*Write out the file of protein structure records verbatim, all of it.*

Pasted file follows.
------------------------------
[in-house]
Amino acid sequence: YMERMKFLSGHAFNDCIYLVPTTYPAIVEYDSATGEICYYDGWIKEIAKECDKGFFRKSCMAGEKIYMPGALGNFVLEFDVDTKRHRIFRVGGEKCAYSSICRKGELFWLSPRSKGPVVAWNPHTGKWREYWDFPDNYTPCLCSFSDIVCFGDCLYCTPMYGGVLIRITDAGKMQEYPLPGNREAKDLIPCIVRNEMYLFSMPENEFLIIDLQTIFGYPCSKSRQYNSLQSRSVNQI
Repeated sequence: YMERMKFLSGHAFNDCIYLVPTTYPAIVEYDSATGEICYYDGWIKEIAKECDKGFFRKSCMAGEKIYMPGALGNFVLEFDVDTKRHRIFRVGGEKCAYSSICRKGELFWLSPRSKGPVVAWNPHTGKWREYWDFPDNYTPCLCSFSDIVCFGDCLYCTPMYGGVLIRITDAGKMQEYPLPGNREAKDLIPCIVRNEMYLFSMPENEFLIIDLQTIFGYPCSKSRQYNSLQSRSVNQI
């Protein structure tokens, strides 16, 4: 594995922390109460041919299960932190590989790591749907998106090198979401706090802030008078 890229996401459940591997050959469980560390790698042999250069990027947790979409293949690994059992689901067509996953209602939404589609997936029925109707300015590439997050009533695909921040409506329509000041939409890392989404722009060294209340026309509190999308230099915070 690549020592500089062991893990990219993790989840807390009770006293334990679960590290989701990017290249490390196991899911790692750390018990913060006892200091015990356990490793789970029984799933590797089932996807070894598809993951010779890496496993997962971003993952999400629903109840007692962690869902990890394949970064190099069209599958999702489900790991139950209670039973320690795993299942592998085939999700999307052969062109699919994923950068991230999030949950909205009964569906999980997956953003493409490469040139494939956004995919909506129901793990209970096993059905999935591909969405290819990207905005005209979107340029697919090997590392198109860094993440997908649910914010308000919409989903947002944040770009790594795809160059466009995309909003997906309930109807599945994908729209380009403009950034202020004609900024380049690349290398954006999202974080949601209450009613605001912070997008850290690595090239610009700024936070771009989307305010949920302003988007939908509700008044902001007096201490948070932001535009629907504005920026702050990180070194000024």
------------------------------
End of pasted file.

[in-house]
Amino acid sequence: YMERMKFLSGHAFNDCIYLVPTTYPAIVEYDSATGEICYYDGWIKEIAKECDKGFFRKSCMAGEKIYMPGALGNFVLEFDVDTKRHRIFRVGGEKCAYSSICRKGELFWLSPRSKGPVVAWNPHTGKWREYWDFPDNYTPCLCSFSDIVCFGDCLYCTPMYGGVLIRITDAGKMQEYPLPGNREAKDLIPCIVRNEMYLFSMPENEFLIIDLQTIFGYPCSKSRQYNSLQSRSVNQI
Repeated sequence: YMERMKFLSGHAFNDCIYLVPTTYPAIVEYDSATGEICYYDGWIKEIAKECDKGFFRKSCMAGEKIYMPGALGNFVLEFDVDTKRHRIFRVGGEKCAYSSICRKGELFWLSPRSKGPVVAWNPHTGKWREYWDFPDNYTPCLCSFSDIVCFGDCLYCTPMYGGVLIRITDAGKMQEYPLPGNREAKDLIPCIVRNEMYLFSMPENEFLIIDLQTIFGYPCSKSRQYNSLQSRSVNQI
């Protein structure tokens, strides 16, 4: 594995922390109460041919299960932190590989790591749907998106090198979401706090802030008078 890229996401459940591997050959469980560390790698042999250069990027947790979409293949690994059992689901067509996953209602939404589609997936029925109707300015590439997050009533695909921040409506329509000041939409890392989404722009060294209340026309509190999308230099915070 690549020592500089062991893990990219993790989840807390009770006293334990679960590290989701990017290249490390196991899911790692750390018990913060006892200091015990356990490793789970029984799933590797089932996807070894598809993951010779890496496993997962971003993952999400629903109840007692962690869902990890394949970064190099069209599958999702489900790991139950209670039973320690795993299942592998085939999700999307052969062109699919994923950068991230999030949950909205009964569906999980997956953003493409490469040139494939956004995919909506129901793990209970096993059905999935591909969405290819990207905005005209979107340029697919090997590392198109860094993440997908649910914010308000919409989903947002944040770009790594795809160059466009995309909003997906309930109807599945994908729209380009403009950034202020004609900024380049690349290398954006999202974080949601209450009613605001912070997008850290690595090239610009700024936070771009989307305010949920302003988007939908509700008044902001007096201490948070932001535009629907504005920026702050990180070194000024």